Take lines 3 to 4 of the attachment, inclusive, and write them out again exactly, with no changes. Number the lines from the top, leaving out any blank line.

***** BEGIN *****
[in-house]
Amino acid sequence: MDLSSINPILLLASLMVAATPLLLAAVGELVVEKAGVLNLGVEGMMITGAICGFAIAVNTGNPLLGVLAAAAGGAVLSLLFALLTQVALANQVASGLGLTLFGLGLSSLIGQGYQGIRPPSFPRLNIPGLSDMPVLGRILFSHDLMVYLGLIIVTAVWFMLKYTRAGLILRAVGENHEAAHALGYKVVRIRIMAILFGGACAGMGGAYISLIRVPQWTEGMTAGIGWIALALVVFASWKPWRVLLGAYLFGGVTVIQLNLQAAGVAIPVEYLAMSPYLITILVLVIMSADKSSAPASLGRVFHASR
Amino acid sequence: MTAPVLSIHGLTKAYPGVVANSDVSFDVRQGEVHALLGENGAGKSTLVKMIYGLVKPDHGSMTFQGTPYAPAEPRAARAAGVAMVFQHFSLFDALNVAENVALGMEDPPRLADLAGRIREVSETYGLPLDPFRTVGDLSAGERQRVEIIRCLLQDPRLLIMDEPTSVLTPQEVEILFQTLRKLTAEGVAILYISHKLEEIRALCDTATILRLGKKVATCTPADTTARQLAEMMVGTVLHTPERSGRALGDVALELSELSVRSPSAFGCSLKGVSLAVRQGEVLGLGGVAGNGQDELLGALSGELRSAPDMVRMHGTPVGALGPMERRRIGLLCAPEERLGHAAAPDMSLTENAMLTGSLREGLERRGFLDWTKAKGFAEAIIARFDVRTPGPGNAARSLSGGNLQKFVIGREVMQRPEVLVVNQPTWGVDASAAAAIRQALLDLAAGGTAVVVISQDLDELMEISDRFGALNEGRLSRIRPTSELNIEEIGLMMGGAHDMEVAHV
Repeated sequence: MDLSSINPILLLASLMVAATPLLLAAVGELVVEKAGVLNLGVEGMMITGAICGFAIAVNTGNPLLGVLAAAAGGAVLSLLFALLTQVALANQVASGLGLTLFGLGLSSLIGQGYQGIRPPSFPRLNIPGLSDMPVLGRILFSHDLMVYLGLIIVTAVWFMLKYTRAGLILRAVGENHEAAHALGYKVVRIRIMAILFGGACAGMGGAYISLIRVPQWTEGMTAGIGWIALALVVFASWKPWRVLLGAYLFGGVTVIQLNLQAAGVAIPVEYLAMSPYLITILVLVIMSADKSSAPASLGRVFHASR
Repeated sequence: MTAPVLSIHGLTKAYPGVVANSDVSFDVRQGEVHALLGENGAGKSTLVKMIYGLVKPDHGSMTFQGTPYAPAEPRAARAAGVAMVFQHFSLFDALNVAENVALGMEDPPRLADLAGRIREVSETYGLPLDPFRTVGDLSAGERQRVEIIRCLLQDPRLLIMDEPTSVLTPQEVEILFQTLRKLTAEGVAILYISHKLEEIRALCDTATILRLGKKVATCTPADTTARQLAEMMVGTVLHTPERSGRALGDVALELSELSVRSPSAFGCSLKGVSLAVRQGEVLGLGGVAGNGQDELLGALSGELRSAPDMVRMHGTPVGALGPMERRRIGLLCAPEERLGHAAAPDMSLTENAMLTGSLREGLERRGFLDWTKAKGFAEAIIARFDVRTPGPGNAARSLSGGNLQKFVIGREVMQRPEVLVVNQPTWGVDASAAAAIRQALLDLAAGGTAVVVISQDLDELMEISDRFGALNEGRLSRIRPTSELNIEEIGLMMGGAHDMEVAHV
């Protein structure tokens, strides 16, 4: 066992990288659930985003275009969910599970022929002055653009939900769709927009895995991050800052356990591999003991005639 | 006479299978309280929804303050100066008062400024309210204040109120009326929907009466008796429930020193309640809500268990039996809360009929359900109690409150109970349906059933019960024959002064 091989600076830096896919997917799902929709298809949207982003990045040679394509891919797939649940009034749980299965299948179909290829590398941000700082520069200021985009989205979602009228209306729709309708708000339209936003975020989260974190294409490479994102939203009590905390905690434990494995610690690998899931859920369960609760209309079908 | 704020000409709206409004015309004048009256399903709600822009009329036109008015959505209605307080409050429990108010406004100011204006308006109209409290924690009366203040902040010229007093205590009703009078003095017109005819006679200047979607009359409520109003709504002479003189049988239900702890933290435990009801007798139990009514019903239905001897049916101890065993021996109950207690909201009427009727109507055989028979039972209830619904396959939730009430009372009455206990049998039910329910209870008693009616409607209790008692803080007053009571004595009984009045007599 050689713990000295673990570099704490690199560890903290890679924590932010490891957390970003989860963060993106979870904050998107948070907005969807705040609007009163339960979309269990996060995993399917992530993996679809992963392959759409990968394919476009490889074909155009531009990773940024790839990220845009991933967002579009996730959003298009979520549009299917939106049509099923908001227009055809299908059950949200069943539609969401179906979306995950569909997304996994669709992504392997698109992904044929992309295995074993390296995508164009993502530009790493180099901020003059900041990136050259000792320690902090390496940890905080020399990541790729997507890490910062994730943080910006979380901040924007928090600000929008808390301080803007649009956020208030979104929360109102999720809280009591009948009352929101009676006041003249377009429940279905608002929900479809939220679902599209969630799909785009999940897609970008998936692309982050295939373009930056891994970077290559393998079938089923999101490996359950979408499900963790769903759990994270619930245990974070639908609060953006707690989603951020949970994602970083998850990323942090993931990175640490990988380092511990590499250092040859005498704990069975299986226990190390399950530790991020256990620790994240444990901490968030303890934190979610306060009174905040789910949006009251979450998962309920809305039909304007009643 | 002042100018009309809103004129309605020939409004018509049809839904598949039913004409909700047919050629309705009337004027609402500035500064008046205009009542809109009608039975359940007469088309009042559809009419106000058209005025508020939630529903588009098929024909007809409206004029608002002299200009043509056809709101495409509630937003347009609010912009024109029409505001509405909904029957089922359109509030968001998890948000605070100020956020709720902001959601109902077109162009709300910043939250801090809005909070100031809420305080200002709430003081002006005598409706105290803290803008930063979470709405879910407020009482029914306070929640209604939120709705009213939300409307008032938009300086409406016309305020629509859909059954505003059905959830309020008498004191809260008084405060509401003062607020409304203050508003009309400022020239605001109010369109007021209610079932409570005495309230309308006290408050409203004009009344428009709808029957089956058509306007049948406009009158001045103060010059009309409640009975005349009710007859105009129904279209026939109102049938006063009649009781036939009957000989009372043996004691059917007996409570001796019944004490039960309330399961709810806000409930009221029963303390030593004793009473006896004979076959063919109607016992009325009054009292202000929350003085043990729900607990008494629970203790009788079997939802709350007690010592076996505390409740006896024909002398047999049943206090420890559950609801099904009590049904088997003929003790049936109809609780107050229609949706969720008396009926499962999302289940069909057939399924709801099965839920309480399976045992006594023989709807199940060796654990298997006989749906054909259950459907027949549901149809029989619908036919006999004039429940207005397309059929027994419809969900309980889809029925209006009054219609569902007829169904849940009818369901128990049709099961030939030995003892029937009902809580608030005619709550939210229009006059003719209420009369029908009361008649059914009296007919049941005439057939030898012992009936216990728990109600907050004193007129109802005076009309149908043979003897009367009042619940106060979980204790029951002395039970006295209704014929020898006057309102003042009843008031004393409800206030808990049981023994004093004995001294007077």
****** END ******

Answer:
Amino acid sequence: MTAPVLSIHGLTKAYPGVVANSDVSFDVRQGEVHALLGENGAGKSTLVKMIYGLVKPDHGSMTFQGTPYAPAEPRAARAAGVAMVFQHFSLFDALNVAENVALGMEDPPRLADLAGRIREVSETYGLPLDPFRTVGDLSAGERQRVEIIRCLLQDPRLLIMDEPTSVLTPQEVEILFQTLRKLTAEGVAILYISHKLEEIRALCDTATILRLGKKVATCTPADTTARQLAEMMVGTVLHTPERSGRALGDVALELSELSVRSPSAFGCSLKGVSLAVRQGEVLGLGGVAGNGQDELLGALSGELRSAPDMVRMHGTPVGALGPMERRRIGLLCAPEERLGHAAAPDMSLTENAMLTGSLREGLERRGFLDWTKAKGFAEAIIARFDVRTPGPGNAARSLSGGNLQKFVIGREVMQRPEVLVVNQPTWGVDASAAAAIRQALLDLAAGGTAVVVISQDLDELMEISDRFGALNEGRLSRIRPTSELNIEEIGLMMGGAHDMEVAHV
Repeated sequence: MDLSSINPILLLASLMVAATPLLLAAVGELVVEKAGVLNLGVEGMMITGAICGFAIAVNTGNPLLGVLAAAAGGAVLSLLFALLTQVALANQVASGLGLTLFGLGLSSLIGQGYQGIRPPSFPRLNIPGLSDMPVLGRILFSHDLMVYLGLIIVTAVWFMLKYTRAGLILRAVGENHEAAHALGYKVVRIRIMAILFGGACAGMGGAYISLIRVPQWTEGMTAGIGWIALALVVFASWKPWRVLLGAYLFGGVTVIQLNLQAAGVAIPVEYLAMSPYLITILVLVIMSADKSSAPASLGRVFHASR